The failure of the Muslim Brotherhood to maintain power in Egypt, despite backing from United States President Barack Obama, may have averted disaster. The so-called "Arab Spring," which brought the Brotherhood into power in Egypt, is the rise of the movement for Sharia - which is the movement for Muslim supremacism - throughout the Middle East.
This is a movement that persecutes women, that persecutes Gay people, and that persecutes Jews.
Political Islam is the Ku Klux Klan on steroids.
While American "progressives" bitch and moan and cry about the Tea Party, who want smaller government in the United States, the Brotherhood was preventing Egyptian Christians from voting at the point of a rifle and their Salafist co-ideologues were burning down churches.
And, yet, Obama said not a word.
Why any president of the United States would support such a movement is beyond me. That Obama did support the Muslim Brotherhood is now a matter of public record. But the failure of the Brotherhood in Egypt speaks well for the character of the Egyptians and demonstrates at least a glimmer of hope because it was a major blow to the rise of political Islam throughout the region. The Egyptian military, furthermore, regained power in what was unquestionably a coup d'état with the clear backing of a large percentage of the Egyptian population.
One thing that people need to understand is that we are allowed to take sides. As a tiny persecuted minority, the Jewish people have an interest in not seeing anti-Jewish fascists come to power, even if they do so by democratic means. The Nazis, of course, came to power by the ballot. Just because Islamic theocrats, such as the Muslim Brotherhood, come to power through democratic means it does not mean that either Jewish people, or western secularists, should celebrate such a thing as the great up-welling of Arab democracy.
It wasn't. The Sharia may come to power by walking through a democratic door, but by its very principles it must slam that door behind it. No government can be both democratic and based upon Sharia for long because Sharia is an anti-democratic legal and political system.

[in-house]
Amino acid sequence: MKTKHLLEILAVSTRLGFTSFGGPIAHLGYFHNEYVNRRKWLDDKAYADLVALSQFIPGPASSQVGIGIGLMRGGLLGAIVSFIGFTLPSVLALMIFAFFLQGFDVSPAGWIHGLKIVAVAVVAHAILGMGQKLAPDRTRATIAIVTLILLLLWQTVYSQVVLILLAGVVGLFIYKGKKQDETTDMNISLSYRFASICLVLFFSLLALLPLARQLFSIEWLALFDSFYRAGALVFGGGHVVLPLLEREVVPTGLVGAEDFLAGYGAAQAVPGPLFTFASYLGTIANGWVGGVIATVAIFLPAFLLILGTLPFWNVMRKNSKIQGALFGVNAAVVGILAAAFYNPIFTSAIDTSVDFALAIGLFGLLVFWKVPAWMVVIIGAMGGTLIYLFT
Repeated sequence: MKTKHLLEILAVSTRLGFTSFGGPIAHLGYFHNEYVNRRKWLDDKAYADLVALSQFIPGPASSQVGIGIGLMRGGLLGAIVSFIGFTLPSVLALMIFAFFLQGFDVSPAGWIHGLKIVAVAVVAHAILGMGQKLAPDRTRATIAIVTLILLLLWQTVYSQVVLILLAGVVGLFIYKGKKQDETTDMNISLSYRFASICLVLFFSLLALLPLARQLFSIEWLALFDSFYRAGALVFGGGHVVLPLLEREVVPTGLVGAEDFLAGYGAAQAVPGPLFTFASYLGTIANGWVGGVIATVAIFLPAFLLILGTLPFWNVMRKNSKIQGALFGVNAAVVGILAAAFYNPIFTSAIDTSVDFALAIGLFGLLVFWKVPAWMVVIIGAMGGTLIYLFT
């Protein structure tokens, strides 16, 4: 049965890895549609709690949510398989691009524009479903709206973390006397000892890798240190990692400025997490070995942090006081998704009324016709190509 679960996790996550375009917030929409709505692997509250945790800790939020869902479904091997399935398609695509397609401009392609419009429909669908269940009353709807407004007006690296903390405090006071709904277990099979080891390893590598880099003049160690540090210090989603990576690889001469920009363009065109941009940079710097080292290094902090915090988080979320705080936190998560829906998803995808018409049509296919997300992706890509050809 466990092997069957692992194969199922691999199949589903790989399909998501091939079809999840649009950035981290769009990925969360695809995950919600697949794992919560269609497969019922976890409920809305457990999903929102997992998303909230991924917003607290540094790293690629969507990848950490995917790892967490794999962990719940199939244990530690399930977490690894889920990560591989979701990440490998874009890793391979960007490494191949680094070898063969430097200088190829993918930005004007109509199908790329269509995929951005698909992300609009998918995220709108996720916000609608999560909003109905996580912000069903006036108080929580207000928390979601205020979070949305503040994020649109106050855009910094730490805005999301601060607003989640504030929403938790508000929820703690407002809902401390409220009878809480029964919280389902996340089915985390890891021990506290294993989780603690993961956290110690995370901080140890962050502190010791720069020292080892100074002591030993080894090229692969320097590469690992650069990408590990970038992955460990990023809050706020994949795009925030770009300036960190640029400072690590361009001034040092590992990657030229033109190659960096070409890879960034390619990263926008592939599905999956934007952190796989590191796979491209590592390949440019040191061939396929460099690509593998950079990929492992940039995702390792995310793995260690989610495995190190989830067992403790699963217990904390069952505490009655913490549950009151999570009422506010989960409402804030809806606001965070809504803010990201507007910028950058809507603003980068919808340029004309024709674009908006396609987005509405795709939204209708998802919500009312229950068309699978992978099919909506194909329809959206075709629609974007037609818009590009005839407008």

Now it should be noted, as the Brotherhood was taken down in Egypt, that Egypt is now engaged in significant fighting with Jihadis in the Sinai. The true hard-core Salafists operating in the area were hardly friends with the Brotherhood, either, but they shared the same ultimate goal. They both wanted to impose oppression on the rest of us via Sharia-based governments.
The Egyptian military government, and an important proportion of the Egyptian people, have no intention of living under the oppressive rules of formal Islamic law, al-Sharia, particularly given the fact that the Brotherhood was incapable of providing basic services and a stable economy. Thus the Muslim Brotherhood was overthrown, Muhammed Morsi was taken into custody, and Egypt returns to something comparable to the status quo ante.
As an American I would much preferred if the "Arab Spring" had actually represented the rise of liberal democracy in the Middle East. When we first started hearing about the rise of the "Arab Spring" we were told that these were young, secular-minded "facebook kids" who represented the future of a liberal and democratic Egyptian state. That was nonsense. It was never the case and those who told us it was should come clean with their mistakes, however well-intended. What the "Arab Spring" really represented was the rise of a particularly ugly form of autocratic Muslim theocracy. That it was supported by the United States government is simply unfathomable and unconscionable.
With the fall of the Brotherhood in Egypt, however, things look considerably brighter. It's impossible to know what would have happened with a Brotherhood-dominated Egypt going forward, but one thing is certain, with the help of Barack Obama an Islamist noose was tightening around the necks of the tiny Jewish minority in the Middle East and now that noose has loosened.
And that, my friends, is a very, very good thing.